Today I’m coming to you with a continuation to one of my previous posts. Moving houses wasn’t easy In the last one my main focus was packing the luggage, shopping for household appliences and just settling in the new place. Now it’s high time I told you something about what we all love – paperwork.
Moving houses, especially moving countries means LOADS and LOADS of papers to fill in that will drive you crazy. From telephone number, via banking, to voting ?! I was more than surprised when a lady knocked at my door telling I had to fill in a paper letting me to vote during elections. However as it has turned out I obviously cannot vote but the papers still needed to get filled in.
Lets start with the basics. After about two days of being here I finally plucked up the courage to begin with all the formalities starting with getting a bank account. There was a large number of banks trying to catch students’ attention but looking at various statistics I went for Barclays. So far I have only been using the account for two weeks so I cannot tell you much but they must have been a good choice since almost every student I know has their account at Barclays.
However the process of opening the account may be tiring especially during freshners week when the wave of multinational students wants to get all the paperwork done at the same time. Firstly when you come to the branch of the bank they will as you for your student’s confirmation letter, because it also plays the role of the proof of your address. Then they set up an appointment where you will be able to apply for the bank account. Depending on the number of people in the queue you may have to wait up to a month to get the interview.
For the engagement you ought to bring the student’s confirmation letter again, as well as a valid ID, it takes about 30-60 minutes to sort ou the paperwork. Afterwards you can expect to get your card delivered in up to 4 days, but in my case it was actually a day. Anyways, what I find very odd is the fact that the PINs to mobile, online and telephone banking do not come at once but separately, at different times and dates.
Although getting a new mobile number might seem the most important thing ever since nowadays we cannot imagine life without using mobile data – in order to get better deals for smaller prices you need a student’s bank account here. Why ? Cause students are treated better haha.
In the beginning I bought a pay as you go sim, just so I could use some data obviously and make UK calls for free. Once I had my bank account sorted I did some research to find out which broad band to choose, and for now I’m at VOXI which is cheaper version of vodafone. Nonetheless I have to admit, even the “cheap” plans here are much more expensive in comparison to what we understand by “cheap” plan in Poland, but it is the UK after all and I can’t complain.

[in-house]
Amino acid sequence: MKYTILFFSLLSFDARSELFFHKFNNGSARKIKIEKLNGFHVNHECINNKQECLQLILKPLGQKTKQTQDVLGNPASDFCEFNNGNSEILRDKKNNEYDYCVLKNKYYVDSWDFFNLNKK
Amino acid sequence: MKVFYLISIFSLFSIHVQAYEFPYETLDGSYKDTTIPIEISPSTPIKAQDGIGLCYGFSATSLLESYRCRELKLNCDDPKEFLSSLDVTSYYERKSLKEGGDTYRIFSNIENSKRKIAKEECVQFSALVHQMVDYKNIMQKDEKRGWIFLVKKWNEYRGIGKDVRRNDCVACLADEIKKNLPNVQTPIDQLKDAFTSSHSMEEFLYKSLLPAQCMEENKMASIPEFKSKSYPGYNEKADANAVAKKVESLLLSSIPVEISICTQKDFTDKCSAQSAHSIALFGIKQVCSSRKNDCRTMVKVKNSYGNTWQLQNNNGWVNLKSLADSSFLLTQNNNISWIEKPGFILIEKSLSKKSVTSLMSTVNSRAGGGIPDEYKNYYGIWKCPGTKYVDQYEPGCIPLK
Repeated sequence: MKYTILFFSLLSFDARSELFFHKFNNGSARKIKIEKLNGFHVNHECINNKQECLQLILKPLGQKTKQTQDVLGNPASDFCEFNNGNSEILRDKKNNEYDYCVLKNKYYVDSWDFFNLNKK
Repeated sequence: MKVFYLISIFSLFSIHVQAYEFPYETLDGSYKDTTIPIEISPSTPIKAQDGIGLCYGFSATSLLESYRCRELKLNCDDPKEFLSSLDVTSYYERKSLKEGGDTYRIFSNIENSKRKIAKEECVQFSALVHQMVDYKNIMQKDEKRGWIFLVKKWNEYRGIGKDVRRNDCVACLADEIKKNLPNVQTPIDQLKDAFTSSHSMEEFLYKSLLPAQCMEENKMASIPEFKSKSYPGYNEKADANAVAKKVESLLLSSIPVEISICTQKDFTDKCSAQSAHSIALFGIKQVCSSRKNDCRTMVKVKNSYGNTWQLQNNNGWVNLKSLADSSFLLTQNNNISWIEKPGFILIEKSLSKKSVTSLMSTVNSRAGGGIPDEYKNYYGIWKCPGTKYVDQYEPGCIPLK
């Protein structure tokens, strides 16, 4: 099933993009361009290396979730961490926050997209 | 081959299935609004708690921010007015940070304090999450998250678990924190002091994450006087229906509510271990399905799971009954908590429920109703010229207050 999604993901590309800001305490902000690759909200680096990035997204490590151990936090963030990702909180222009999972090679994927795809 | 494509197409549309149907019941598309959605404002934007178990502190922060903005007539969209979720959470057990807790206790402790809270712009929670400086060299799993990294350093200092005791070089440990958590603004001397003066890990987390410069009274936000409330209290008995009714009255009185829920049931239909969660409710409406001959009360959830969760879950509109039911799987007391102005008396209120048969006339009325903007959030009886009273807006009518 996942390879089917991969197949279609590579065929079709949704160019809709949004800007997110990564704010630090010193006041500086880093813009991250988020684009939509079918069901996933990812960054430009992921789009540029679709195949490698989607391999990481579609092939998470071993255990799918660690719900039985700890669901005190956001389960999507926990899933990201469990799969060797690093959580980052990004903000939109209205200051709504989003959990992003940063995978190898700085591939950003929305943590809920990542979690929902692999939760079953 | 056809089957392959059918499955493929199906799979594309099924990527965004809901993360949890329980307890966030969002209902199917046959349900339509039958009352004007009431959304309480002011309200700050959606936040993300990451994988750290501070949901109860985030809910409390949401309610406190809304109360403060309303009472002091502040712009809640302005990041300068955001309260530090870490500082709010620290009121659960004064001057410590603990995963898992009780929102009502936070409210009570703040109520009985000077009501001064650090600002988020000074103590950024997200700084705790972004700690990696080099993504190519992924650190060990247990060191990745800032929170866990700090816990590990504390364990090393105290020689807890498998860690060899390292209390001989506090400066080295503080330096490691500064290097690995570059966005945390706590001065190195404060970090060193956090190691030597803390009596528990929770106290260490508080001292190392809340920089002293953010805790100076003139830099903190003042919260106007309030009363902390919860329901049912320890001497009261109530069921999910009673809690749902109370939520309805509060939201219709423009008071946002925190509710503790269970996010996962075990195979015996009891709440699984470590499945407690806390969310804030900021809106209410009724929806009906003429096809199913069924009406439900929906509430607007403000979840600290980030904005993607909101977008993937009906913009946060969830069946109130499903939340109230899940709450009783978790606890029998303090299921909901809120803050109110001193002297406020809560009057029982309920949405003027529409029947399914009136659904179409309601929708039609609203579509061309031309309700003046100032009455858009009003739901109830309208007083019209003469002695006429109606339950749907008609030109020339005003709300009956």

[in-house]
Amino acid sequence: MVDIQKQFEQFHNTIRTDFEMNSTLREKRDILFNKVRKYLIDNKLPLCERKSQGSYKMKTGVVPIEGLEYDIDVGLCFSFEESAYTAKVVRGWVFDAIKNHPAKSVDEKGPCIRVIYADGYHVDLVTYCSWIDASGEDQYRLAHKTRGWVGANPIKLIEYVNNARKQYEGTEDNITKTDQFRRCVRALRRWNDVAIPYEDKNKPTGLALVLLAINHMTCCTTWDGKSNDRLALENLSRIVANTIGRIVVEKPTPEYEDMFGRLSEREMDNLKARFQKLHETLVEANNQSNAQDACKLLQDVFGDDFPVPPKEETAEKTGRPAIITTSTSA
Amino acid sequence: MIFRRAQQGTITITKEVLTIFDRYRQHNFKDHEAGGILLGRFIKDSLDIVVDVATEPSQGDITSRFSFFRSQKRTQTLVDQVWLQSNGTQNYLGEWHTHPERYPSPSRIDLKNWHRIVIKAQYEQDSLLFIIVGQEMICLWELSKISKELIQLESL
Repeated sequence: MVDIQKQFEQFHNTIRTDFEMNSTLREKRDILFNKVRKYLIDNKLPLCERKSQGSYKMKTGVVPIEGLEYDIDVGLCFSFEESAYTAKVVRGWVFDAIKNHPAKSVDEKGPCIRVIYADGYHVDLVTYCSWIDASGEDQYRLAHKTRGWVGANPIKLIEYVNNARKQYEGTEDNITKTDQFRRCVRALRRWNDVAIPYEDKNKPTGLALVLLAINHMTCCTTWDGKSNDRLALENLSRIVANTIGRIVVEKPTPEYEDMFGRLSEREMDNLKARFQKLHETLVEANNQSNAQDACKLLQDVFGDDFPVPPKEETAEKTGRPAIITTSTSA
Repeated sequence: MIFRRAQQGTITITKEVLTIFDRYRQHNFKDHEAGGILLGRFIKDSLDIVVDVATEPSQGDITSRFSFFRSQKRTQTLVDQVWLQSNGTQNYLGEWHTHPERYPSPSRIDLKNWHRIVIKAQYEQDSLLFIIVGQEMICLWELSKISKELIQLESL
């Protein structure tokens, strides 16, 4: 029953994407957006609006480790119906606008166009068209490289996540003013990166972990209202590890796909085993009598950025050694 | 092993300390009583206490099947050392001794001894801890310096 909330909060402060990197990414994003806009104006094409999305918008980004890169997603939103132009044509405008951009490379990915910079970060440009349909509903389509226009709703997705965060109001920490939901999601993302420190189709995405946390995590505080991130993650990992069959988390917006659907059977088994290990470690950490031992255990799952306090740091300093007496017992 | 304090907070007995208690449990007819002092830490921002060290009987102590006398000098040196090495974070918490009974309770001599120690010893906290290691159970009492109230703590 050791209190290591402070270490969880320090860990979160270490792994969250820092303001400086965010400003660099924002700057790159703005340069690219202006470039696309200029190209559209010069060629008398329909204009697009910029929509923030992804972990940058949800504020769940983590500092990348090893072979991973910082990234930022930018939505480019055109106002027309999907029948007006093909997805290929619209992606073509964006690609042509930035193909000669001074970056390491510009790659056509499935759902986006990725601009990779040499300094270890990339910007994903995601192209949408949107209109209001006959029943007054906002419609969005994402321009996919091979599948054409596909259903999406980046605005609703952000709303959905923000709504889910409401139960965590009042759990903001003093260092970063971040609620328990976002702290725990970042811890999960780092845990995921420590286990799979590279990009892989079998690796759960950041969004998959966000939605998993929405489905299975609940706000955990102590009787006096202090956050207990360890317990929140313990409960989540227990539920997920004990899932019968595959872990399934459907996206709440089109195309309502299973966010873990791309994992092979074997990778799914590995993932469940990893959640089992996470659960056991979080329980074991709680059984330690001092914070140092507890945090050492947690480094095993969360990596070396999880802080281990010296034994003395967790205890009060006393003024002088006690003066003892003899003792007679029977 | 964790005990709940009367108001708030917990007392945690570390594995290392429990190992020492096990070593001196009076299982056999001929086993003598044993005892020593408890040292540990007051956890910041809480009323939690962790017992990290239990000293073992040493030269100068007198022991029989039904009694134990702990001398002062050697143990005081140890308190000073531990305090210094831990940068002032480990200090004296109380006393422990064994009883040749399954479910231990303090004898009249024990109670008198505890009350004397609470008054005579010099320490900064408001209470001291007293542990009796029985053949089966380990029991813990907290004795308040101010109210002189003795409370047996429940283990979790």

National Insurance Number
Now something about my most dreadful, annoying and time-consuming experience. This is the most important commodity to remember about when moving here. NIN provides state assistance for people who are sick, unemployed or retired.
The application ? Takes ages and will drive you mad. First step is to call some central branch and before you even hear the signal you are asked a million questions by an authomatic speaker what already gives you a million reasons to let it go. Then you are kindly asked to wait and told “our speaker will be in contact with you ass soon as possible” – foreget it. Later on very posh, classy music is played and this is the step that lasts HOURS until you finally get to speak with someone. That adds another million reasons to wish to stop the torture. Once someone answers the phone at lasts, which in my case was a very angry, and impolite lady, you will need to provide your PESEL, address, date of birth and all the important data about yourself.
Moving on they tell you what’s the next date available for an appointment and you could pray for it to be less than a month, but I guarantee you that will lead you nowhere.
Luckily the appointment itself is quiet friendly in comparison to the previous experiences. But when you think that would be all you are a fool cause, they will just fill all your data in again and tell you to wait for the actual number another 6 weeks. Good luck. My nerves didn’t pass this test.
I have no clue what should I mention here. All I know and remember is the lady that knocked to our door and asked us for our data, afterwards we got an e mail that contained another formular to fill in with our data so we could vote apparently. I didn’t do any research I must admit but I’m pretty sure they were also just doing a list of new residents.
Those are 3 most important things to remember when moving here or another country. I hope for someone who does it in the future to have better experiences to mine. But life is brutal.